The postcard above shows Center Avenue in Moorhead circa 1965. The FM Hotel building looks familiar, doesn’t it? It’s one of the only structures in this scene which still stands. It’s a tragedy, really.
I live in North Fargo, so I do a lot of shopping in Moorhead because it’s closer than going out to the West Acres area. But every time I venture into Moorhead, I’m confronted with a declining cityscape.
The popularity of West Acres Mall in Fargo instigated some developments that were of questionable judgement. In an ill-advised urban renewal project, most of downtown Moorhead was razed to make way for the Moorhead Center Mall and the new Moorhead City Hall. The new development was wholly inadequate to compete with West Acres and quickly declined into an urban ghost town.
Although the Moorhead Center Mall has been going through a mild resurgence over the last few years, there aren’t many who would defend its existence. Adding insult to self-inflicted injury, Moorhead has suffered from a lack of leadership on both local and state levels which has manifested itself in a blighted city core. The examples are many.
The 800 Block of Center Avenue
The 800 block of Center Avenue in Moorhead is beginning to look like something you would see in Chicago or Detroit. Empty storefronts line the block on both sides of the street.
The structure above at 1004 First Avenue North housed a second hand/antique store recently, but it only lasted about a year.
The Klenk building (above) at 613 Main Avenue has been empty for as long as I can remember. Looking in through the front windows (below) you can see the entire building is full of junk.
On more than one occasion this building has been a source of discussion between my business partner and I. It is architecturally attractive, and could be quite nice if it underwent a renovation. It’s a great location, right across from Ace Hardware on Main Avenue, just down the street from M&H and the Rourke Art Gallery. If we were ready to have a retail store, we would be interested in this spot, and I can’t imagine we’re alone.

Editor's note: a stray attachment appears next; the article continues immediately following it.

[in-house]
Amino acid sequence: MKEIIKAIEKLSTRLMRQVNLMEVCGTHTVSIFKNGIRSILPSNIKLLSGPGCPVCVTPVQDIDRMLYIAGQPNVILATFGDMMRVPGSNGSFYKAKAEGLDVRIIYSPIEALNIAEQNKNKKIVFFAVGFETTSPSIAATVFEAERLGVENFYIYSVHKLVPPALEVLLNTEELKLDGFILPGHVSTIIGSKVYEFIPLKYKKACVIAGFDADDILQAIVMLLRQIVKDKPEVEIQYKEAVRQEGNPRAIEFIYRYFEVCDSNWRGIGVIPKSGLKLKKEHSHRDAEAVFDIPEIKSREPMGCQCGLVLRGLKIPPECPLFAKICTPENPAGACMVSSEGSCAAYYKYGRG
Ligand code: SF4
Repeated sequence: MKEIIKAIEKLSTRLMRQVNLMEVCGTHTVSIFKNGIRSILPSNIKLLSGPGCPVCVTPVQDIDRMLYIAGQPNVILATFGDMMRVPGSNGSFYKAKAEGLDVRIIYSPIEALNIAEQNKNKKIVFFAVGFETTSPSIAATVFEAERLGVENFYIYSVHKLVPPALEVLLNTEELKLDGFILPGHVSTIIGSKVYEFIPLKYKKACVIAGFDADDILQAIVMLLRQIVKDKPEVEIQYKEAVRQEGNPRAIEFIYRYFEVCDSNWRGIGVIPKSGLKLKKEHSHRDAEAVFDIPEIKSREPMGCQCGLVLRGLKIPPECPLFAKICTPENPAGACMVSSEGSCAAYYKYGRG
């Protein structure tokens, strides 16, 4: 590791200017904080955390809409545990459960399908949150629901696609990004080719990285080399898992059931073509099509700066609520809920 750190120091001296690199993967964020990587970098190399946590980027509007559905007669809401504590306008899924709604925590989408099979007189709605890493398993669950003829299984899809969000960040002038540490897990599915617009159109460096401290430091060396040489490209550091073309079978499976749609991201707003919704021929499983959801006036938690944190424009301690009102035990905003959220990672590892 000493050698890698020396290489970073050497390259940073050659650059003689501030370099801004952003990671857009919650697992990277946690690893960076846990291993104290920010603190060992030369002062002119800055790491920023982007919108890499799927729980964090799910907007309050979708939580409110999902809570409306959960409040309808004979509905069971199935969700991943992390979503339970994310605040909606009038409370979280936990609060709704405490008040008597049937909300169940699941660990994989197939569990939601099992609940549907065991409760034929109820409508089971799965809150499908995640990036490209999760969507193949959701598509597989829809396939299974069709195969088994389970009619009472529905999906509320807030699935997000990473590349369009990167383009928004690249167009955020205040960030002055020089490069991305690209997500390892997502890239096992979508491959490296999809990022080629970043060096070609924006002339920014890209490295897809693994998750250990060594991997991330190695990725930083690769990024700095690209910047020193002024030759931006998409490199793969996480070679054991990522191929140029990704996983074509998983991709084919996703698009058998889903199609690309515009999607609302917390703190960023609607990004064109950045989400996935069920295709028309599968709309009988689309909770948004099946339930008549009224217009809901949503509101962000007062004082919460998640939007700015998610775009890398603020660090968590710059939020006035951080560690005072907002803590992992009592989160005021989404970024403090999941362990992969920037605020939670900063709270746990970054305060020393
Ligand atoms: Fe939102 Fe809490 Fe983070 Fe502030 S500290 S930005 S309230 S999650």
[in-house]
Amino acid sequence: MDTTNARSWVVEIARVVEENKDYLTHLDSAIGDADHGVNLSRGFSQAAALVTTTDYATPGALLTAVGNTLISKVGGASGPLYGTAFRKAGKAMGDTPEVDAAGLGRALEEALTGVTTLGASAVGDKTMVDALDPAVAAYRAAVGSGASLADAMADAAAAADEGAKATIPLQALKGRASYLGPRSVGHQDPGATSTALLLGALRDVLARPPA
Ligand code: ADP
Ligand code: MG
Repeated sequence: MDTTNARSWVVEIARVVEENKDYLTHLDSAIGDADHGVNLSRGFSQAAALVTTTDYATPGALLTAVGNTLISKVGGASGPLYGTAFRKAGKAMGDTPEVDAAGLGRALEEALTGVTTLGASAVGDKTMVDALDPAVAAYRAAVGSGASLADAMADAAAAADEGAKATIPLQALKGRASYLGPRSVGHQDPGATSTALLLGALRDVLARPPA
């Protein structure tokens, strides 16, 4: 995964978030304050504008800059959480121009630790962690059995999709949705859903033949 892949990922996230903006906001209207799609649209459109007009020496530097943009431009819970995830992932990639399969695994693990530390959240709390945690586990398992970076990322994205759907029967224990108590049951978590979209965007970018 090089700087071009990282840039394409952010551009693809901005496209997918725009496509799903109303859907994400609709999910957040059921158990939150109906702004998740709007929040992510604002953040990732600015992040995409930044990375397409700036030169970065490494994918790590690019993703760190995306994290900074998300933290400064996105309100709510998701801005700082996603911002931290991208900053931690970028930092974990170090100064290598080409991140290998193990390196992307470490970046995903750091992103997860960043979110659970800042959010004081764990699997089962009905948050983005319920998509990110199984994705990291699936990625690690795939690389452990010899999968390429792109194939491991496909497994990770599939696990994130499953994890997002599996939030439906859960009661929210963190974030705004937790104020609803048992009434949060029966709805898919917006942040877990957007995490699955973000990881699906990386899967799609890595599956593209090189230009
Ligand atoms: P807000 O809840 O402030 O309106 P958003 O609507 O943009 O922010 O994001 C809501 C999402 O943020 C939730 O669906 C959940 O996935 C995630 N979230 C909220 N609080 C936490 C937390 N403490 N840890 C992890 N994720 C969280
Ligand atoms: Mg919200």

These are but a few examples of a terrible trend which seems to be growing. Absentee landlords seem content to use their Moorhead properties as little more than ugly storage space. Although the railroad quiet zone has certainly brought some peace to downtown Moorhead, one could argue the closed streets have resulted in even more blight. Businesses have suffered from the altered traffic flow, and weeds grow up around haphazardly placed concrete barriers. There have been public relations failures as well. A failed street project on Main Avenue made news last summer, and new condo projects on the riverfront suffer from higher-than-expected vacancy rates.
There have been successes in Moorhead — the Comstock House, the Kassenborg Block, and the Fairmont Creamery among them. But they are a small fraction of happy endings in a pile of sad stories. The I94 and Easten sections of town are drawing away development dollars that could go a long way toward revitalizing downtown Moorhead, and spreading a small city over a broad area, straining city services and tax revenues.
With Mayor Mark Voxland declining to run for re-election, perhaps now is the time for questions to be asked. What can be done to compel property owners to take action on their blighted properties? Where are the budding entrepreneurs with the vision to see past these faded facades? Recently, a vocal group of Moorhead property owners have begun pushing to have the blighted properties in Moorhead’s city core demolished. Demolition can’t possibly be the only answer. There must be a deep-pocketed philanthropist or business person who could lend a hand on the east side of the river.
Let’s hope cooler heads prevail. Moorhead has already lost enough of their history.